The dominant convention of all scientific writing is to present discoveries as rationally driven and to let the facts speak for themselves. This humble ideal has succeeded in making scientists look as if they never make errors, that they straightforwardly answer every question they investigate. It banishes any hint of blunders and surprises along the way. Consequently, not only the general public but the scientific community itself is unaware of the vast role of serendipity in medical research.
This idea of uninterrupted, contiguous progress pervades teaching as well. The idea that a teacher sets a goal for the entire class, that every student can reach that goal through the magic of high expectations, and that all students will never deviate from the linear learning trajectory of memorizing facts, absorbing the conceptual framework, and expressing absolute 'right' answers is ubiquitous and exclusive in official discussions of education.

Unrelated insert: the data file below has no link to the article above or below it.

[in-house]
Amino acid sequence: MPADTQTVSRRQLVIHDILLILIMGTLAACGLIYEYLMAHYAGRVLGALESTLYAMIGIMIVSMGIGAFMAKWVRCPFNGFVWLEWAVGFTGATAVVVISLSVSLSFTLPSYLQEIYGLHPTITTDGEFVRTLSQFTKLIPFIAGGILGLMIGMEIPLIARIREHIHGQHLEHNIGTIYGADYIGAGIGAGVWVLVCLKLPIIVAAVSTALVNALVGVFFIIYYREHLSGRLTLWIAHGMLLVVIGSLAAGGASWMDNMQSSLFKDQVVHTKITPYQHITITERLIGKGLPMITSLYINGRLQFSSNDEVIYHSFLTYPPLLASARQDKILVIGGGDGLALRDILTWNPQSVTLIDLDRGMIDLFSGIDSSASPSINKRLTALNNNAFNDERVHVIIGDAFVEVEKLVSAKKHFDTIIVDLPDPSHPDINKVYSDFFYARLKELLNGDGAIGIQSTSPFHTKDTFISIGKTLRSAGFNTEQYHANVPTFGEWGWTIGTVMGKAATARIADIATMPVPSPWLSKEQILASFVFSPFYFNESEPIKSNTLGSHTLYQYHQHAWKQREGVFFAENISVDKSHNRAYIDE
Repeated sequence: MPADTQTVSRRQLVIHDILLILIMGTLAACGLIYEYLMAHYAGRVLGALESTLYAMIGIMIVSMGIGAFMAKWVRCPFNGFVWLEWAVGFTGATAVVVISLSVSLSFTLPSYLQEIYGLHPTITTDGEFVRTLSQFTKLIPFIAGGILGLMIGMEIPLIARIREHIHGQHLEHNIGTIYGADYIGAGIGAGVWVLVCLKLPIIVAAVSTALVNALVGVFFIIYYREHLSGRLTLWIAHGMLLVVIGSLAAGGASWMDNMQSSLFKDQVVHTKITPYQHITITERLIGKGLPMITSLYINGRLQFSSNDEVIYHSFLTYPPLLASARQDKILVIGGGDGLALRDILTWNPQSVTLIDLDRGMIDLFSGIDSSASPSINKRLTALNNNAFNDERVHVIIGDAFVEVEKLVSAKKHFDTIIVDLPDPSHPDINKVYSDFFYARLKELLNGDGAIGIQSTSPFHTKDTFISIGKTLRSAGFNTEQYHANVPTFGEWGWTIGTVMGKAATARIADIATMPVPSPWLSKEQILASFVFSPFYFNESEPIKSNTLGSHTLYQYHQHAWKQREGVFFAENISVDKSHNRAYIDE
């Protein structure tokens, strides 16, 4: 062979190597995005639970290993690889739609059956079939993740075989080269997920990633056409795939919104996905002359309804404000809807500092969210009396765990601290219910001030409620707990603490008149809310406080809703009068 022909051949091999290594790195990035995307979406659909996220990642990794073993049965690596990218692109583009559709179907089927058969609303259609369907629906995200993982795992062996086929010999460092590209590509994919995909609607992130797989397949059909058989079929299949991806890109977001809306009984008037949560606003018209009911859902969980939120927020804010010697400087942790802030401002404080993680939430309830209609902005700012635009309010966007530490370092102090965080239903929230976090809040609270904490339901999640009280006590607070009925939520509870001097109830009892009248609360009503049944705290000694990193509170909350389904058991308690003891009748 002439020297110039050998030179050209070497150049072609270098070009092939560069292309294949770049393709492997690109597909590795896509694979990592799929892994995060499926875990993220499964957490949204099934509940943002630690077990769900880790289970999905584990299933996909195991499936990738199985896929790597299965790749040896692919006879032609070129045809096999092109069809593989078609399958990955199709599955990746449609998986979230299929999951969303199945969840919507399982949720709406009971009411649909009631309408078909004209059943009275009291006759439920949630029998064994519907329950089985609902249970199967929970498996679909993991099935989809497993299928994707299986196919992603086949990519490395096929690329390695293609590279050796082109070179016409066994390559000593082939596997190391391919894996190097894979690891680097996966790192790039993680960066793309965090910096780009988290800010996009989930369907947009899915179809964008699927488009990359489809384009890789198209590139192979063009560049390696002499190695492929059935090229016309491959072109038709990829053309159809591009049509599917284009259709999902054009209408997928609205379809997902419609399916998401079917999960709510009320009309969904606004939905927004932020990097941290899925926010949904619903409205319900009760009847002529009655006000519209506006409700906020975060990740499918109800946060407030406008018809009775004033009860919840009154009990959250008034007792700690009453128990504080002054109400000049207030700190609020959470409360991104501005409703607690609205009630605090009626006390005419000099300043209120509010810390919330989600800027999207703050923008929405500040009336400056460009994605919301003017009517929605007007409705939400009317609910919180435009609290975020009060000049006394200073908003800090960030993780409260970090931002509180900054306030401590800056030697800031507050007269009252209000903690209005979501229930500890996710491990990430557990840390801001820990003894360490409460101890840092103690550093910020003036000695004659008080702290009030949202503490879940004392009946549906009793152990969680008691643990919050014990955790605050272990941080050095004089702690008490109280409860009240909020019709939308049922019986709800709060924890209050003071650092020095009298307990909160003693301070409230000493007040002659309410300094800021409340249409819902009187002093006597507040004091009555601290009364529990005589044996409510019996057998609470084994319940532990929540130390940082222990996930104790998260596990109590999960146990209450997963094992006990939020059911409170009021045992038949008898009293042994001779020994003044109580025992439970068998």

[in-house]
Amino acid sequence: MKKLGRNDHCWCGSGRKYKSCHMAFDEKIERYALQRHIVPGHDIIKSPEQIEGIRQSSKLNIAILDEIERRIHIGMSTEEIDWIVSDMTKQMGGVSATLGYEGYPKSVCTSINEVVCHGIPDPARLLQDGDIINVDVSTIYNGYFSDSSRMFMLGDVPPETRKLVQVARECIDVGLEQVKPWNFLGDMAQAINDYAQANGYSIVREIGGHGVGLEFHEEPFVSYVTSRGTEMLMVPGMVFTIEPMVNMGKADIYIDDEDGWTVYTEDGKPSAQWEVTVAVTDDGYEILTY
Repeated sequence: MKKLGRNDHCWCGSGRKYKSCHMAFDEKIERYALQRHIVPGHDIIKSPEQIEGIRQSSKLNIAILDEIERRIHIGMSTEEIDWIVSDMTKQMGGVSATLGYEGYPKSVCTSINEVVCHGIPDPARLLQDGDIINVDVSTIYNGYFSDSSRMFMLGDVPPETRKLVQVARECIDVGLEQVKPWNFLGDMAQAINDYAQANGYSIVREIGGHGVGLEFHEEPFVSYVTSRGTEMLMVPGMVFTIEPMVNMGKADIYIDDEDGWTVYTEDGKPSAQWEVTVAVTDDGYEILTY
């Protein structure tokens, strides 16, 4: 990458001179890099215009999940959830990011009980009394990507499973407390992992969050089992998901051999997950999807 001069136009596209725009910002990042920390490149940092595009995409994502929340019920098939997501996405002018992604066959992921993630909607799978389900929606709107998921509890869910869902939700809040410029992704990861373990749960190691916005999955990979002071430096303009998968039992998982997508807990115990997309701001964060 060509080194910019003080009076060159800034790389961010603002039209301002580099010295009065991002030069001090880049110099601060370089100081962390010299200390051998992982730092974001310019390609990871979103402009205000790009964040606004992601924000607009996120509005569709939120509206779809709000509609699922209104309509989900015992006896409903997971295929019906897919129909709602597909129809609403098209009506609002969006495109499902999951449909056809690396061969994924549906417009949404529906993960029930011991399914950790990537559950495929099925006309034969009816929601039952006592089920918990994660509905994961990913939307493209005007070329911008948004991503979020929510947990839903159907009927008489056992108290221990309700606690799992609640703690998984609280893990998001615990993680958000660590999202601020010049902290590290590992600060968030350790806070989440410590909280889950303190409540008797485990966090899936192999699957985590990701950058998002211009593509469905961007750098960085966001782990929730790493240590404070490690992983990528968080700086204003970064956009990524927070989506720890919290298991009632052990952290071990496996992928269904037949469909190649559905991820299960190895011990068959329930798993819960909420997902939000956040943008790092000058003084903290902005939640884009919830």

Secondly, the evaluation of teachers is devoid of any discussion that teachers who recognize gifted or troubled children and suspend the traditional curriculum requirements to address the needs of these children instead of the needs of the government will be evaluated professionally as educators instead of test prep coaches.
As scientists wake up to the idea of open discussions about their profession, one can only hope that open discussions about education begin to enter the public discourse. The government suppression of free and open debates about the wisdom of exclusive test driven school curriculum is long overdue.